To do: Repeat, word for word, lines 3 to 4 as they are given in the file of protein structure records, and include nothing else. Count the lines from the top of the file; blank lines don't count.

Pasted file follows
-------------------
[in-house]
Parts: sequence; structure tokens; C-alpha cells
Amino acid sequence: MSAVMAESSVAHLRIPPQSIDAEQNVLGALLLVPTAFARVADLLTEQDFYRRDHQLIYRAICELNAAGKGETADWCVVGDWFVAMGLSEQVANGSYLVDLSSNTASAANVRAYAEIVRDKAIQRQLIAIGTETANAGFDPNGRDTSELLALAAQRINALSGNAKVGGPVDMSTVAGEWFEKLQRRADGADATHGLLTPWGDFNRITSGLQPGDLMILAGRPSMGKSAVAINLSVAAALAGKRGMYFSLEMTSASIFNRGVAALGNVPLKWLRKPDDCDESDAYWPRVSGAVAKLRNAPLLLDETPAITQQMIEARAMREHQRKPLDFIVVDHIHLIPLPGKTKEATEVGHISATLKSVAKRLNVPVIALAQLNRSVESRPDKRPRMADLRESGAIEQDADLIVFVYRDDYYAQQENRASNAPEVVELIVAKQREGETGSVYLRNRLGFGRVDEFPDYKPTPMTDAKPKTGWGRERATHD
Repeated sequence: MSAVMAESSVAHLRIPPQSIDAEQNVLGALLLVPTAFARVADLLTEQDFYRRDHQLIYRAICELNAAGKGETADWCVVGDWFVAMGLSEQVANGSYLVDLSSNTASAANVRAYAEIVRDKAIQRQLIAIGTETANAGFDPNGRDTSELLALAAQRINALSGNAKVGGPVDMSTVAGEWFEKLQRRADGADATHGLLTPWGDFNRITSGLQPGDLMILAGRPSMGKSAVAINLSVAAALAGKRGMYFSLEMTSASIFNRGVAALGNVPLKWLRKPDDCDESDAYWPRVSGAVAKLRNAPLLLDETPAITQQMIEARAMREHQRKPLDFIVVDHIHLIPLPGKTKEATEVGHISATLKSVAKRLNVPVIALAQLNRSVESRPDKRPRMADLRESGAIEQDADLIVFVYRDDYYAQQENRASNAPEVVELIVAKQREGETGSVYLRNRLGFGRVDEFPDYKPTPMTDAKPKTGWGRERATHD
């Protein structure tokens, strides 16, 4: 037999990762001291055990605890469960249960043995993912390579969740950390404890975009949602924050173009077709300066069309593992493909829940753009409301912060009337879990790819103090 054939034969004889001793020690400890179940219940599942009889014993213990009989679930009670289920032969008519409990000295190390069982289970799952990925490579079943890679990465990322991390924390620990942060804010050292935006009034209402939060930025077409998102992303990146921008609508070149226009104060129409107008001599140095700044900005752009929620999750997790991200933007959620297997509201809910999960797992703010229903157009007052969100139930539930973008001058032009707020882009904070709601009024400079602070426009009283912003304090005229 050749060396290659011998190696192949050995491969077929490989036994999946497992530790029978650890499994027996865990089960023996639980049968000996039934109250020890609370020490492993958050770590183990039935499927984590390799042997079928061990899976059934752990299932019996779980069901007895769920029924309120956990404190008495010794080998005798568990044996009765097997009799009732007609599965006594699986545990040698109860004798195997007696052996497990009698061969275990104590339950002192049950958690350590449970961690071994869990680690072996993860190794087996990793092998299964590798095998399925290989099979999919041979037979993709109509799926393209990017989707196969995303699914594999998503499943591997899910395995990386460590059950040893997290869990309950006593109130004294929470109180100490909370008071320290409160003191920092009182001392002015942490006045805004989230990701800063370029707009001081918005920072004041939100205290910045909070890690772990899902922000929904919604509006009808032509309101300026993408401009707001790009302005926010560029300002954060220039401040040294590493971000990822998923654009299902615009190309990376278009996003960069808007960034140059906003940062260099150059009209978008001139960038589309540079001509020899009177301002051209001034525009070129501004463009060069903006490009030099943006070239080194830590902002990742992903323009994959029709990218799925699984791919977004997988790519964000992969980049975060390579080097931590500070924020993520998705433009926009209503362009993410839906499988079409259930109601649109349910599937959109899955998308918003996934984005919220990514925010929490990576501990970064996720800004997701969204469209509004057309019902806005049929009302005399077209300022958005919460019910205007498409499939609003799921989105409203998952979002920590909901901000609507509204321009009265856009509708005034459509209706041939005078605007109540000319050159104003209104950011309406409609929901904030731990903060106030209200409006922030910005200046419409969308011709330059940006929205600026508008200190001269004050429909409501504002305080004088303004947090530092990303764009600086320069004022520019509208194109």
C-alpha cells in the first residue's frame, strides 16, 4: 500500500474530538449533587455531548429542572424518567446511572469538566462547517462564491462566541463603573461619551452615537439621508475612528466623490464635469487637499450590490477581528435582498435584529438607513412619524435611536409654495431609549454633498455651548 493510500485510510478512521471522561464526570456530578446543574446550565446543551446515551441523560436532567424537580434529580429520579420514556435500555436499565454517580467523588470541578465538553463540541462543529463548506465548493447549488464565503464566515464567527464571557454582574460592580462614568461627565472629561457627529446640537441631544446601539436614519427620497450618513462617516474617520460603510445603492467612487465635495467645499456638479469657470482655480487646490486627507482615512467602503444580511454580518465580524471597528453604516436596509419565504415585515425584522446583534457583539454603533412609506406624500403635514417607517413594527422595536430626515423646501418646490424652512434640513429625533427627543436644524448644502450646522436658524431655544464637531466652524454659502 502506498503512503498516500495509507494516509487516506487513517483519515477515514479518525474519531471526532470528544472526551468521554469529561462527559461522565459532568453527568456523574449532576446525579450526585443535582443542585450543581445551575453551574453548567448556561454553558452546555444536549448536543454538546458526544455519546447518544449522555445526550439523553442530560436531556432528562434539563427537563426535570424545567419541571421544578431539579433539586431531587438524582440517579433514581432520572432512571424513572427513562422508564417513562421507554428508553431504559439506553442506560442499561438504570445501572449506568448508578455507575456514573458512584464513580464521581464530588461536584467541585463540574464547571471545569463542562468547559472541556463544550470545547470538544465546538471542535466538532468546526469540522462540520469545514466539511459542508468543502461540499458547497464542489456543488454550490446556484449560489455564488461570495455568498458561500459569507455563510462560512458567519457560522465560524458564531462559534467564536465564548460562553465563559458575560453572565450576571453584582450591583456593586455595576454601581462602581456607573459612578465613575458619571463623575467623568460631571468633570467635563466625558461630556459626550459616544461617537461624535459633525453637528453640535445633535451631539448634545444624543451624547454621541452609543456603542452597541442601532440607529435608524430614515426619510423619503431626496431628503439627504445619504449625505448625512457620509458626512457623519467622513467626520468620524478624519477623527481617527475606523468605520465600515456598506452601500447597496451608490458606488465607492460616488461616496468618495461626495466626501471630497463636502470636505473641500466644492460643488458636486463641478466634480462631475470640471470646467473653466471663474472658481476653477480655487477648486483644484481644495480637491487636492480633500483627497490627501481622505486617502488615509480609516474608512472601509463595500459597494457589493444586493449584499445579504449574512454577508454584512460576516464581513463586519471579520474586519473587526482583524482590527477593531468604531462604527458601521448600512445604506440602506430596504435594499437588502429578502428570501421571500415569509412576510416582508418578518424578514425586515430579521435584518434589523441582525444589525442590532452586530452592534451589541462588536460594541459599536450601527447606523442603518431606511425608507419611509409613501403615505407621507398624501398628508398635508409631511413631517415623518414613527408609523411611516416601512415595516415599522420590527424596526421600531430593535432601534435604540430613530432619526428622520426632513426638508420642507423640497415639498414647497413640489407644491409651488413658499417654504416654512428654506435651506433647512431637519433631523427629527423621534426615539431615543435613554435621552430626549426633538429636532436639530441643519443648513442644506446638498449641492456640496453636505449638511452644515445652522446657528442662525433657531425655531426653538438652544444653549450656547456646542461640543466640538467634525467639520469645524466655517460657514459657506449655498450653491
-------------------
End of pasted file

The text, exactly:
Amino acid sequence: MSAVMAESSVAHLRIPPQSIDAEQNVLGALLLVPTAFARVADLLTEQDFYRRDHQLIYRAICELNAAGKGETADWCVVGDWFVAMGLSEQVANGSYLVDLSSNTASAANVRAYAEIVRDKAIQRQLIAIGTETANAGFDPNGRDTSELLALAAQRINALSGNAKVGGPVDMSTVAGEWFEKLQRRADGADATHGLLTPWGDFNRITSGLQPGDLMILAGRPSMGKSAVAINLSVAAALAGKRGMYFSLEMTSASIFNRGVAALGNVPLKWLRKPDDCDESDAYWPRVSGAVAKLRNAPLLLDETPAITQQMIEARAMREHQRKPLDFIVVDHIHLIPLPGKTKEATEVGHISATLKSVAKRLNVPVIALAQLNRSVESRPDKRPRMADLRESGAIEQDADLIVFVYRDDYYAQQENRASNAPEVVELIVAKQREGETGSVYLRNRLGFGRVDEFPDYKPTPMTDAKPKTGWGRERATHD
Repeated sequence: MSAVMAESSVAHLRIPPQSIDAEQNVLGALLLVPTAFARVADLLTEQDFYRRDHQLIYRAICELNAAGKGETADWCVVGDWFVAMGLSEQVANGSYLVDLSSNTASAANVRAYAEIVRDKAIQRQLIAIGTETANAGFDPNGRDTSELLALAAQRINALSGNAKVGGPVDMSTVAGEWFEKLQRRADGADATHGLLTPWGDFNRITSGLQPGDLMILAGRPSMGKSAVAINLSVAAALAGKRGMYFSLEMTSASIFNRGVAALGNVPLKWLRKPDDCDESDAYWPRVSGAVAKLRNAPLLLDETPAITQQMIEARAMREHQRKPLDFIVVDHIHLIPLPGKTKEATEVGHISATLKSVAKRLNVPVIALAQLNRSVESRPDKRPRMADLRESGAIEQDADLIVFVYRDDYYAQQENRASNAPEVVELIVAKQREGETGSVYLRNRLGFGRVDEFPDYKPTPMTDAKPKTGWGRERATHD